Drug Menace In Punjab Sports: Boxer Kuldeep’s Death Just Tip Of The Iceberg

Kabaddi players most addicted, followed in wrestlers, boxers; promoters push them towards drugs

(Image for representation: pexels)

Chandigarh: Five-time medal winner and junior national-level boxer Kuldeep Singh’s death due to drug overdose is just the tip of the iceberg of the drug problem in Punjab.

The penetration of drugs among the sportspersons in Punjab began owing to the greed of the Kabaddi promoters, mostly based in Canada, to earn a quick buck. Not that, there is an absence of drugs among athletes competing in other sporting events.

What started as a simple, once in a while ingestion or injection of a steroid, later became part of the lifestyle of some of the players. From steroids, these sportspersons graduated to drugs that were addictive. Many have ever since died or undergone rehabilitation.

Entry Of Drugs In Sports

It came to light in the year 2011, when the licences of some of the pharmacists who had shops near the National Institute of Sports, Patiala, were cancelled. Reason: They supplied steroids to players competing at the national level. A decathlete named Jagtar Singh was the first to bell the cat. Soon enough, others followed.

Later, the drugs made their entry into the Jalandhar Sports Hostel, which later produced most of the gangsters of Punjab.

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Vicky Gounder was a national-level discus thrower admitted at Jalandhar Sports Hostel. His friend Prema Lahoriya was a 110-metre hurdles athlete. Similarly, another slain gangster, Sukha Kalwan was also an athlete at the Jalandhar Sports Hostel. And Jaipal Singh Bhullar too was a national-level hammer thrower. But all of them turned away from sports, and into the world of crime, of which drugs were an integral part – either they used to peddle them or consume them. But the Punjab drug story remained under the wraps till at least 2013.

In 2012, then Congress leader Capt Amarinder Singh was eyeing power in the state, and the main issues he raised against the Shiromani Akali Dal (Badal)-led government was the running of the cable mafia, transport and sand mafia. Drugs weren’t part of the narrative during the polls back then.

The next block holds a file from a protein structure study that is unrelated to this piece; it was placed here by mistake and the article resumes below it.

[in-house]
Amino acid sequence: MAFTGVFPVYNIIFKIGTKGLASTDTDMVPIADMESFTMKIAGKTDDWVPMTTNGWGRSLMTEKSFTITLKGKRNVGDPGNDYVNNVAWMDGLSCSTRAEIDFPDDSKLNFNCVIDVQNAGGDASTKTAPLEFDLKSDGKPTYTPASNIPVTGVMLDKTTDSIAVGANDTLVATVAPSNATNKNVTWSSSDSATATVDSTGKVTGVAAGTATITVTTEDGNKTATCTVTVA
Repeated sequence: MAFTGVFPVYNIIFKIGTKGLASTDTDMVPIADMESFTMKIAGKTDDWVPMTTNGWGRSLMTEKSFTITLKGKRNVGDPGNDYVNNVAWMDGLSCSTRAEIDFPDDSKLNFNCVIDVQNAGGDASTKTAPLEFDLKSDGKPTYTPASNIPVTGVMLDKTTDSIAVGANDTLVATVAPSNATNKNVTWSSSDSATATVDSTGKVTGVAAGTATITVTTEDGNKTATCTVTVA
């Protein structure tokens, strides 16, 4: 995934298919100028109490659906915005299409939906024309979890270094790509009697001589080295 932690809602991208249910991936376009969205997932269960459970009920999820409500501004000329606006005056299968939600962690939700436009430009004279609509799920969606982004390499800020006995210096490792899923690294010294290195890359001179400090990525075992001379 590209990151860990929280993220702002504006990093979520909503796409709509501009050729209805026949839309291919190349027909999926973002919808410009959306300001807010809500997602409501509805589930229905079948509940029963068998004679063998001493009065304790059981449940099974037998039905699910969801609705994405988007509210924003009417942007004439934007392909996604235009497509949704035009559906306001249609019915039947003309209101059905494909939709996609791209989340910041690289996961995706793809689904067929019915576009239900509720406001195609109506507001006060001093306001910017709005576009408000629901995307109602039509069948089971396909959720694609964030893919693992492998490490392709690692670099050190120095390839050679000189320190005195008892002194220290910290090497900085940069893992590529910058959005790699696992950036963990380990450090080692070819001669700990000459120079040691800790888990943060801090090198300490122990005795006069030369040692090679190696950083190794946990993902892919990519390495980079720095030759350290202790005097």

That the food bowl of the country was fast turning into a drug bowl was first accepted by none other than the then chief minister of Punjab, Parkash Singh Badal, at a convocation held at Lovely Professional University (LPU) on May 20, 2013. Hamid Karzai, the former Afghanistan president was also a guest at LPU back then. Badal in his speech turned toward Karzai and said in Hindi: “Karzai saab do something, otherwise your heroin is spoiling our heroes.” He was referring to the heroin coming from Afghanistan.

Former Wrestler Jagdish Bhola’s Arrest

Two years later, in 2015 when former wrestler and ex-Arjuna Awardee Jagdish Bhola was arrested along with boxer Ram Singh, it became clear that drugs had penetrated deep even into the sporting eco-system of the state.

Drugs reached the villages of Punjab through kabaddi players aspiring to make it big. A former kabaddi player, who himself was compelled to use steroids, explains it, “Promoters want players to be on steroids. Reason: They look more agile, acrobatic, and powerful. A kabaddi player injected with 2 ml of steroids makes him as powerful as a leopard and the match becomes a visual delight for the spectators. More spectators mean more money. However, promoters benefit more than the players.”

A kabaddi player from Hoshiarpur, who has undergone rehabilitation, said that he was not allowed to raid as he had not taken steroids. I refused to take steroids, I was made to play the match but wasn’t allowed to raid. And I was told, you won’t be allowed to raid until you take steroids.”

“Later, I realised, I wasn’t allowed to raid because every player was on 2 ml of steroids which made them more powerful than me. I would have actually been no match for them.”

State-level Kabaddi Player Died In Nov 2021

Kiranveer Mangat, a resident of Baagri village in Sangrur lost his only son Dilpreet Singh in November 2021. Dilpreet was a state-level kabaddi player. Later, Mangat came to know that he got hooked on drugs because someone told him he could raid better in a kabaddi match after a dose of chitta which acted as a steroid. “This may be true temporarily. But you just last not more than two years. And that’s the end of it. My son didn’t last even a year after he started taking drugs,” Mangat tells.